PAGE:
“Programs are a bit like prix-fixe menus in a restaurant: We can’t serve music à la carte . . . so our menu has to be quite diverse and – tasty.”
-Eckart Preu, conductor
The Musician’s Way, p. 212
Musicians who can transfix audiences succeed because of more than their artistry and charisma alone.
Spellbinding concerts result from the combined effect of the performers, venue, and the focus of this post: programming.
Here are 7 guidelines to help rising musicians craft successful concert programs.
7 Tips to Design Successful Concert Programs
1. Know Your Audience
Just as different foods suit varying age groups, settings, and times of day, programs should be tailored to specific people and occasions. For an audience of aficionados, let’s say, you could include experimental or avant-garde titles. But for listeners who aren’t familiar with your style, or for casual family-oriented events, it’s usually best to stick with approachable music and mix in entertaining spoken program notes.
Update: The following two articles provide more detailed strategies to understand target audiences and design winning concert programs:
2. Choose Music You Can Handle
Opt for repertoire that allows you to express yourself freely and perform with ease and confidence. Never program music that outstrips your technical ability.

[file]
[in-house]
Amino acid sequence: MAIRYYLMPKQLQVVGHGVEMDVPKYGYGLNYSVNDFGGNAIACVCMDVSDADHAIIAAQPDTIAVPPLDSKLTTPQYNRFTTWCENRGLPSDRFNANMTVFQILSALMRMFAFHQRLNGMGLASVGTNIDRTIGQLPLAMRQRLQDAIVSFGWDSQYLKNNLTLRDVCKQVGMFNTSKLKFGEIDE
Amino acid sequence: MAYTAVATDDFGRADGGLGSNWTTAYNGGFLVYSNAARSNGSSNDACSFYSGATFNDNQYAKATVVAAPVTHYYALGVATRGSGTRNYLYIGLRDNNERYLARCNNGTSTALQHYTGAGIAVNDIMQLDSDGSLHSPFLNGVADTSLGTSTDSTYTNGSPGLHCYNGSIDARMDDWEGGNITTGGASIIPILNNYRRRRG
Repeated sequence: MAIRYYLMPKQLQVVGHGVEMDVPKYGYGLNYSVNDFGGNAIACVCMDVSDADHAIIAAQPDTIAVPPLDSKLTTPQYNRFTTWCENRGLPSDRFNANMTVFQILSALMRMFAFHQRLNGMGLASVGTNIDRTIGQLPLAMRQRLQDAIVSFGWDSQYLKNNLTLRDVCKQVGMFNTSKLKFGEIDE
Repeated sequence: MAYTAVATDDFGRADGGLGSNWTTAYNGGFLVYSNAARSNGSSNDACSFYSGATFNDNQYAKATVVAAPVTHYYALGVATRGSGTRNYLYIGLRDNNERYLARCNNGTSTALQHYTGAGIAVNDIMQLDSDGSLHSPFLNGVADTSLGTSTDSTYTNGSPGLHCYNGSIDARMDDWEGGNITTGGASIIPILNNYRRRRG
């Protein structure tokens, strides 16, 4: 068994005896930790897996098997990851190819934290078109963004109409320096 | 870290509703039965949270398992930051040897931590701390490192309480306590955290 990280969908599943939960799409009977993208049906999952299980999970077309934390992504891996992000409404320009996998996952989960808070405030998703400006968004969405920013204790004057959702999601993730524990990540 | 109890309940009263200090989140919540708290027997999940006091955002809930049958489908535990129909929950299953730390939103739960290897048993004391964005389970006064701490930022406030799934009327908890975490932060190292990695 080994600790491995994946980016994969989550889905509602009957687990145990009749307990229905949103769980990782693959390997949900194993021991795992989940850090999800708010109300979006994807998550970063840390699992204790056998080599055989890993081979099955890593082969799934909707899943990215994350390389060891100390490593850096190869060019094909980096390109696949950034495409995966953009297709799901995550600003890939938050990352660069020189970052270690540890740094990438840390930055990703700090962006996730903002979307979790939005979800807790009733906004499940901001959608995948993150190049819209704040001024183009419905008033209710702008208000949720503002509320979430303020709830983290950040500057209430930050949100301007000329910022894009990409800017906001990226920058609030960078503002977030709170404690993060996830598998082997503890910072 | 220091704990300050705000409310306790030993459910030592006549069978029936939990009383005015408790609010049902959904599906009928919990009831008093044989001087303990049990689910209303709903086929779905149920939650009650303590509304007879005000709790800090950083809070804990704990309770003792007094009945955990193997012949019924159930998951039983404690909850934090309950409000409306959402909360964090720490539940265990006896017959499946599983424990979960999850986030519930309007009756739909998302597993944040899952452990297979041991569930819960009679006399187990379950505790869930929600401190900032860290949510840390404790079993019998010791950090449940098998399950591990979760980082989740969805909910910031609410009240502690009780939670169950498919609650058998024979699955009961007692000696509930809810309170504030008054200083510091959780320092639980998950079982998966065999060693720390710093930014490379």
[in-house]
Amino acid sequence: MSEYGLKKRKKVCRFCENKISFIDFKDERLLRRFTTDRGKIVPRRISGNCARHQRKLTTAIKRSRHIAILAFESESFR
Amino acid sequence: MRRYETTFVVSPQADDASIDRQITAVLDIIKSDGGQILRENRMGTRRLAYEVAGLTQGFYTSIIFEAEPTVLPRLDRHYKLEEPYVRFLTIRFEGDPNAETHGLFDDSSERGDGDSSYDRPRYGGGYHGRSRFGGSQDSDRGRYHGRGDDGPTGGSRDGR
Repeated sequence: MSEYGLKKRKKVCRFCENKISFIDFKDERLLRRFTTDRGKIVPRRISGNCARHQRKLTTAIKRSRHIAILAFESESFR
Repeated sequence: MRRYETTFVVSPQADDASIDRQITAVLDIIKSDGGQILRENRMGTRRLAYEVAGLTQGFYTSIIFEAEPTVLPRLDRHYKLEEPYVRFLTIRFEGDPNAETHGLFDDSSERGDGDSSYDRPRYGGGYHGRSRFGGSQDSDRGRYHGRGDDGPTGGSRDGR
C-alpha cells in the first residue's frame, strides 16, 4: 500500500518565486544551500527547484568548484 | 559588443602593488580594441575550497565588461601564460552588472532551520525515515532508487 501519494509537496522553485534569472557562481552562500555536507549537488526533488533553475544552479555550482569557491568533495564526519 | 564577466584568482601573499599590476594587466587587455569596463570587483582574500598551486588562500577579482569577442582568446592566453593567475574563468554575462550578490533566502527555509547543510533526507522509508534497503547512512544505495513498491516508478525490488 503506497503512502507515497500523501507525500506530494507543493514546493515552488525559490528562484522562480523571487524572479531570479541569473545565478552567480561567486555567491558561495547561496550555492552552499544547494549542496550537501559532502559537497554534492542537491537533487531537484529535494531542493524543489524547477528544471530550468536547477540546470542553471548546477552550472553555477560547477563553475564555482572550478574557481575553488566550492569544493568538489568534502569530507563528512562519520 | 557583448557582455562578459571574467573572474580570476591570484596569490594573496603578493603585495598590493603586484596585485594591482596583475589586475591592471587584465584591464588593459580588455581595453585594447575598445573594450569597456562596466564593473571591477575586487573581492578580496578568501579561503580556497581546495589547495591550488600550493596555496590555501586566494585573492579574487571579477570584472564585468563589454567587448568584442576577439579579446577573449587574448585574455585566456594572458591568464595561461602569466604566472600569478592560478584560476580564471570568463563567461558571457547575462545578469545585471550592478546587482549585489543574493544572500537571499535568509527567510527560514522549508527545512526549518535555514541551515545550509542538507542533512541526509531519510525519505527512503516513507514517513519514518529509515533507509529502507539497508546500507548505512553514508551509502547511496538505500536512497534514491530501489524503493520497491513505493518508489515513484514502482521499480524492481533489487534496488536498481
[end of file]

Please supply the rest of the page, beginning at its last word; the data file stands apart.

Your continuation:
3. Begin with Welcoming Music
Like hors d’ouevres before a banquet, your opening selection whets listeners’ appetites. Start with straightforward music that introduces an audience to your sound and enables you to settle in.
4. Vary the Energy
Similar to how multicourse meals incorporate dishes that build on one another, concert programs need emotional contrast and trajectory. For instance, with a 2-part recital, you might increase energy toward the intermission and then ascend to even greater heights in the second half.
5. Indulge and Surprise
When people attend concerts, they bring expectations with them, which will be influenced by your program titles and marketing strategies. Memorable concerts, though, take audiences beyond what they can envision. So, create expectations, and then surpass them.
“Create expectations, and then surpass them.”
6. End Strongly
Conclude most programs with high-voltage impact, placing your most intense selection last. Then, when appropriate, offer up dessert-like encores.
Use self-reflection and feedback from others to advance your programming skills and refine your creative process. Weigh audience reactions, review your concert videos, consult colleagues and mentors, and regularly sketch ideas for fresh programs.
All of these tips are fleshed out in Chapter 11 of The Musician’s Way where you’ll also find three sample programs.
© 2012 Gerald Klickstein
Photo © michaeljung, licensed from Shutterstock.com